How does a political system handle an existential crisis? The UK House of Commons has for a second time rejected Theresa May’s deal. Its own decision to open negotiations for withdrawal under Article 50 of the Lisbon Treaty (the EU Constitution) allows a two-year period for negotiations. The British Parliament voted to withdraw on March 29, 2019, as a response to the Referendum of June 2016, which voted to leave by a majority of two million in a total vote of 34 million (74 per cent turnout).
There are now only days left to make a decision. By the time you read this, two more decisions would have been made. One is whether the UK should exit without a deal. The government hopes this would be rejected as a no-deal exit would prevent all trade between the EU and UK going through with zero tariff. Long delays will strangle the economy as it depends on daily imports of fruit, vegetables and medicines.
The second vote on Thursday, March 14, will be to seek an extension of the deadline beyond March 29. This is also likely to be rejected. So by Friday there will be a return to the rejected deal being put to vote for a third time. Remember that the government is defeated despite its slim majority in the Commons. To bolster the majority, the Conservative Party got into a coalition-type deal with a small party from Northern Ireland. They had been promised extra public spending in return for votes. Alas, the discipline in the UK is not like in India. MPs are free to vote against their party.
It is quite possible that within a fortnight, the UK could crash out of the EU without a deal. Let me set aside the economic issues. How is it that a mature democracy can get into such a disaster with open eyes? The shortest answer is the Tyranny of History. The present crisis can be blamed on a number of old hangovers. First is the loss of the Empire, which happened in the 50 years between 1947 and 1997. The UK joined the EEC (now the EU) in a post-imperial decline phase. But it was also proud that it had rescued Europe from Hitler. It could never feel equal to the rest. It never felt at home within Europe if it could not be top dog. So it remained semi-detached, not joining the free borders (Schengen) agreement or the Euro and complained about its budgetary contribution.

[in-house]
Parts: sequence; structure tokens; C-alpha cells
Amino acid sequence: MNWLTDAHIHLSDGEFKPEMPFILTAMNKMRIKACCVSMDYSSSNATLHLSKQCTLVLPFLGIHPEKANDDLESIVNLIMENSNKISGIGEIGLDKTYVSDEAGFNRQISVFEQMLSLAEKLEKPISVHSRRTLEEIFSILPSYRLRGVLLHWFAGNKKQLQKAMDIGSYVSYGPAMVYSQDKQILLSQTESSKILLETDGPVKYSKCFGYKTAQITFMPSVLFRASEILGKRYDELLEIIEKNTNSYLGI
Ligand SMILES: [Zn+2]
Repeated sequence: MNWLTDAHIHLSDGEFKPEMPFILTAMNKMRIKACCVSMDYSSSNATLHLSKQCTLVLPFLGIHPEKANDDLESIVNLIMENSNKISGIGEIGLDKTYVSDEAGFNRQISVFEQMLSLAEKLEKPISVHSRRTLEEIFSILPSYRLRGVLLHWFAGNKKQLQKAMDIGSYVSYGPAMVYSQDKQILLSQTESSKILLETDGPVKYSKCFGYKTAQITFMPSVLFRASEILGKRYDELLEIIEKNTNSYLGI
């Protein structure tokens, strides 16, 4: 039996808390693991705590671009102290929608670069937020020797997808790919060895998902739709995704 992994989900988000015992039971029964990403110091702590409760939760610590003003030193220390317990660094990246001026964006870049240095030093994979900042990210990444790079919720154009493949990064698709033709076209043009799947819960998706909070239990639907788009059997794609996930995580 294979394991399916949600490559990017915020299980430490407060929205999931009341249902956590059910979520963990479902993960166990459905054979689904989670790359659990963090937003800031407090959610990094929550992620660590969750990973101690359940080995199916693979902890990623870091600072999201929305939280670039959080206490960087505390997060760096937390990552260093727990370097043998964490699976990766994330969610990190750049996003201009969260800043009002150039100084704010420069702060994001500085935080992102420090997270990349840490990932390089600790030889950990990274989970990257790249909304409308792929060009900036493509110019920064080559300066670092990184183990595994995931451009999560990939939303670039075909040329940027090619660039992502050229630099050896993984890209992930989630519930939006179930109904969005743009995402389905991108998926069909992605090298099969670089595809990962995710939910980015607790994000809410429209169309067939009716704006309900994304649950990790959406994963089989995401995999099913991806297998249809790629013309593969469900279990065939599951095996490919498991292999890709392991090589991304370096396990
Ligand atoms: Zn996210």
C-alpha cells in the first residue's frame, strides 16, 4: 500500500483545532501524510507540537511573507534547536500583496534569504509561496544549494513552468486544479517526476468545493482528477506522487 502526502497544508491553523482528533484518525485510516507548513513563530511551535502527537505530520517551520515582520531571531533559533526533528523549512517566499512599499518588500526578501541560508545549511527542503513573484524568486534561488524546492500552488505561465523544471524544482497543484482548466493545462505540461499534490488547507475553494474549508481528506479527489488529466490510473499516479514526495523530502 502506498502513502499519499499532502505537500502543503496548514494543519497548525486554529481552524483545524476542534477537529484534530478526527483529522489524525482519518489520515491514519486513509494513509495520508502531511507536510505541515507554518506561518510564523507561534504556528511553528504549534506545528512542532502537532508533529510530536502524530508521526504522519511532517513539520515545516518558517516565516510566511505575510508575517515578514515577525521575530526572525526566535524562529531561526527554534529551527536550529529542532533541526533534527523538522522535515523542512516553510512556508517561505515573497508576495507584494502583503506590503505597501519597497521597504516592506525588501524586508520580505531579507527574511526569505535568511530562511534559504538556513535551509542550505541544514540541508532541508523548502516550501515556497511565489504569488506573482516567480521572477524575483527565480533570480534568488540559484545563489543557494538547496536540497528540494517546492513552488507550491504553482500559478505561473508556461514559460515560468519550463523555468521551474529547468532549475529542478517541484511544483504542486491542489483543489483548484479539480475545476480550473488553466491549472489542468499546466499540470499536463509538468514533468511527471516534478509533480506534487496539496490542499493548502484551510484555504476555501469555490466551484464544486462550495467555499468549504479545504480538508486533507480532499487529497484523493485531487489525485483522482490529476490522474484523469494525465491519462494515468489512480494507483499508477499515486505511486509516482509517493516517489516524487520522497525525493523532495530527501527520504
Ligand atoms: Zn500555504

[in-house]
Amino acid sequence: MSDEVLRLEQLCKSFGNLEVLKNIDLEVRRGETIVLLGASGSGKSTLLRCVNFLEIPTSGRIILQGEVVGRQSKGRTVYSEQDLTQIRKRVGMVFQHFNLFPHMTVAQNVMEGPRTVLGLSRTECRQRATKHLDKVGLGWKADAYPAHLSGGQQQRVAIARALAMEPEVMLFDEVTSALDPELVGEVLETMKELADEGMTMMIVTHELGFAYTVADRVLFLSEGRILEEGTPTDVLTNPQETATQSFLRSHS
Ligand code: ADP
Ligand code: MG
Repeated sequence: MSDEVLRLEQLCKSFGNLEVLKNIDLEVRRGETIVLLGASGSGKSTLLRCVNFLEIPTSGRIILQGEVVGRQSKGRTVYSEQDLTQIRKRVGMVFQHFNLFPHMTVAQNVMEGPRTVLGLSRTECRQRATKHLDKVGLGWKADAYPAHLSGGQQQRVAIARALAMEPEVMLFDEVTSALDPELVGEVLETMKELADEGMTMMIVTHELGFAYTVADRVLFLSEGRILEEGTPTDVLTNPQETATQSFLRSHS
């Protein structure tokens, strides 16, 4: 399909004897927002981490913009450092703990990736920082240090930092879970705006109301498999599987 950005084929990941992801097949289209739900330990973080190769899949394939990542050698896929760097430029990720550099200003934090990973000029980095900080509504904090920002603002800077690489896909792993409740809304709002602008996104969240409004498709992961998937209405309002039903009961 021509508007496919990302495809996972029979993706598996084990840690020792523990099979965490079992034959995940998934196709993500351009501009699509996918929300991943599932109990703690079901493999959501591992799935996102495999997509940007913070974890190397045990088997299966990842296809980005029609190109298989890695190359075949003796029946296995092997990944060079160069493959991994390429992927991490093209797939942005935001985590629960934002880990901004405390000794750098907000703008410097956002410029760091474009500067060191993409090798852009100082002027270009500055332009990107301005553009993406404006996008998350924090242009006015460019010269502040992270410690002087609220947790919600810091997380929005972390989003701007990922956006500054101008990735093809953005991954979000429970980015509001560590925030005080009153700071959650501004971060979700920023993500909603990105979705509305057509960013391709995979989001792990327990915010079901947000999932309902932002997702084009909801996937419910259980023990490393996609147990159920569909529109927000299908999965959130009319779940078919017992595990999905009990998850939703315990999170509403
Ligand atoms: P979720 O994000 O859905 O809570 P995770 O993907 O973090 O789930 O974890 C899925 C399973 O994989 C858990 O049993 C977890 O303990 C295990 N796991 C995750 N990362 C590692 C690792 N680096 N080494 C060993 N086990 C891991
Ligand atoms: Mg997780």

The Conservative Party was divided between Eurosceptics led by Mrs Thatcher and Europhiles in her Cabinet. She failed to win leadership in 1990. This has led to a 30-year-old civil war in the Conservative Party between the two factions. The Labour Party was originally against entering the European Common Market. The Hard Left was strongly against. But in a referendum in 1975, Harold Wilson led the bulk of the party to vote for it. That triggered a long war of the Hard Left against the rest for control of the party. The Hard Left was defeated in the 1980s. It came back 30 years later when Jeremy Corbyn became the leader of the Labour Party.
History has crippled politics. But don’t worry. The UK remains the fifth largest economy in the world.
(This article was written before UK Parliament voted to delay Britain’s departure until at least June 30)